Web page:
Fever Dreams Pts. 1-4 presents Johnny Marr at a career peak. (Photo by Andy Cotterill)

Marr’s fellow Mancunians New Order come to mind when listening to “Counter-Clock World” as it feels like a great lost track from them. Marr’s vocal on the song is electronically distorted. “God’s Gift” is something of a rocker, with its direct vocal by Marr and the outstanding work by the band. “The Speed of Love” is a slower, more atmospheric song that has the feel of a tune from a film soundtrack. And that’s not surprising, given Marr’s work in that field. In “Lightning People,” Marr’s vocal builds in strength as the song progresses. It’s yet another example of how Marr has grown quite comfortable in the role of frontman.

“Receiver” is a cool electronica track with a smooth Marr vocal and impressive drum work by Mitchell. An excellent rocker with heavy drums, bass, guitar and synth, “Hideaway Girl” has a direct Marr vocal at its core. “All These Days” features a more familiar style for Marr. Alt-rock with a strong vocal, it’s a bass-driven track with impressive guitar work. “Ariel” is quite enjoyable synth pop with a nice Marr vocal and shimmering guitars.

“Human,” which closes out the album, is a softer song at the start, with acoustic guitar, light percussion and a measured vocal by Marr. It gets slightly heavier when the full band kicks in, then goes back and forth between softer and a bit more full on. Marr’s guitar work during the instrumental break is quite impressive.

Marr will be the support act for Blondie at U.K. arena shows in April and May. And he will be on the bill with The Killers for their North American tour that runs from mid-August to early October. Full tour dates can be found in the Tour section on Marr’s official Web site at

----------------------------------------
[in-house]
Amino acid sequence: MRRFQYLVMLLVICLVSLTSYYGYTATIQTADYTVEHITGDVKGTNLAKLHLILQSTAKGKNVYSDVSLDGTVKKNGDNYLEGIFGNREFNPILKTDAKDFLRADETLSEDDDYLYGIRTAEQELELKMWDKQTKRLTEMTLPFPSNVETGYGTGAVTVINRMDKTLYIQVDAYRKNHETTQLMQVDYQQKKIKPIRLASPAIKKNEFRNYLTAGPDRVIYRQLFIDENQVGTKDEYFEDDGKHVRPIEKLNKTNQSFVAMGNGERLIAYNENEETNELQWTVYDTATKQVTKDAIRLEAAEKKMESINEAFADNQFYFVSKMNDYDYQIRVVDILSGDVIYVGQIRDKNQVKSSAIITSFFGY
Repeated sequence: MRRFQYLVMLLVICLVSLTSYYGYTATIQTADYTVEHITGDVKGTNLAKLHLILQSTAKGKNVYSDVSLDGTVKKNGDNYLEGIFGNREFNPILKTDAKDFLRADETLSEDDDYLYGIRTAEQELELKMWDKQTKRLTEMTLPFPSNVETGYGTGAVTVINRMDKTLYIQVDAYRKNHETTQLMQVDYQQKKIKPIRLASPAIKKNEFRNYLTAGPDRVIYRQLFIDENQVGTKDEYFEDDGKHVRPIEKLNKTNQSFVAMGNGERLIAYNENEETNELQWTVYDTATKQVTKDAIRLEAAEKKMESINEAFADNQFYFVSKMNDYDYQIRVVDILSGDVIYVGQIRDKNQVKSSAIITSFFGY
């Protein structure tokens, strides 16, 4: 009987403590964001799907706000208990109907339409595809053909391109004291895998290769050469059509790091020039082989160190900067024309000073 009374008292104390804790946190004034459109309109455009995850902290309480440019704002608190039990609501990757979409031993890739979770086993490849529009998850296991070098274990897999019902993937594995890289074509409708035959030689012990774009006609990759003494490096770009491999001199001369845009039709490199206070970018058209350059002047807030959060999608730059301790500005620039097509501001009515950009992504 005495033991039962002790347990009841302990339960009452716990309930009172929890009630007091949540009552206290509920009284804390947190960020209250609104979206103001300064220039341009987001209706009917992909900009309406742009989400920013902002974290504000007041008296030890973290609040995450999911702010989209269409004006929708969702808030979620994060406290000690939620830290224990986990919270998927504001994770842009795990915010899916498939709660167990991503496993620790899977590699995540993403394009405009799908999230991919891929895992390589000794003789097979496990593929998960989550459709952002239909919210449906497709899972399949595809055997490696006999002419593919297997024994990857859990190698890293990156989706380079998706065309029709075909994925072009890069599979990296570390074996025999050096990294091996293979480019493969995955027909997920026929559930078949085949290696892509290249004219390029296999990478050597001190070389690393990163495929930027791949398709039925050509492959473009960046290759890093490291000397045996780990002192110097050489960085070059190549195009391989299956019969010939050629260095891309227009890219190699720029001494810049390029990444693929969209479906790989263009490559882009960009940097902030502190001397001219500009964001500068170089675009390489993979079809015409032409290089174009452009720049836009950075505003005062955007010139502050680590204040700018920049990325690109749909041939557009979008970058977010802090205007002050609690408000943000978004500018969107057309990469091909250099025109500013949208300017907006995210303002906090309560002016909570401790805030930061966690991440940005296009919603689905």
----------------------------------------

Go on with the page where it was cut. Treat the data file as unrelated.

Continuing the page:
Marr’s U.K. fans should check out Marr’s episode of Sky TV’s The Great Songwriters that premiered on Friday, February 25th, the same day as the album’s release. In the episode, Marr is interviewed at length about many facets of his career. And there are also four full-length performances by Marr and his band of The Smiths’ “The Headmaster Ritual” and Electronic’s “The Message” as well as the solo songs “Easy Money” and “Spirit, Power & Soul.” Sky TV subscribers can access the episode at

Marr did an interesting interview with the DJ John Kennedy on Kennedy’s X-Posure program on the U.K. station Radio X on Saturday, February 26th. It can be heard at and will be available for on-demand listening until Saturday, March 5th. To hear Marr’s segment in the show, scroll forward to 01:18:38.

The music video for “Spirit, Power & Soul” can be seen below:

The official lyric video for “Sensory Street” can be seen below:

The music video for “Tenement Time” can be seen below:

The music video for “Night and Day” can be seen below:

A live-in-the-studio performance of “Spirit, Power & Soul” from Live At The Crazy Face Factory can be seen below:

A live-in-the-studio performance of “Sensory Street” from Live At The Crazy Face Factory can be seen below: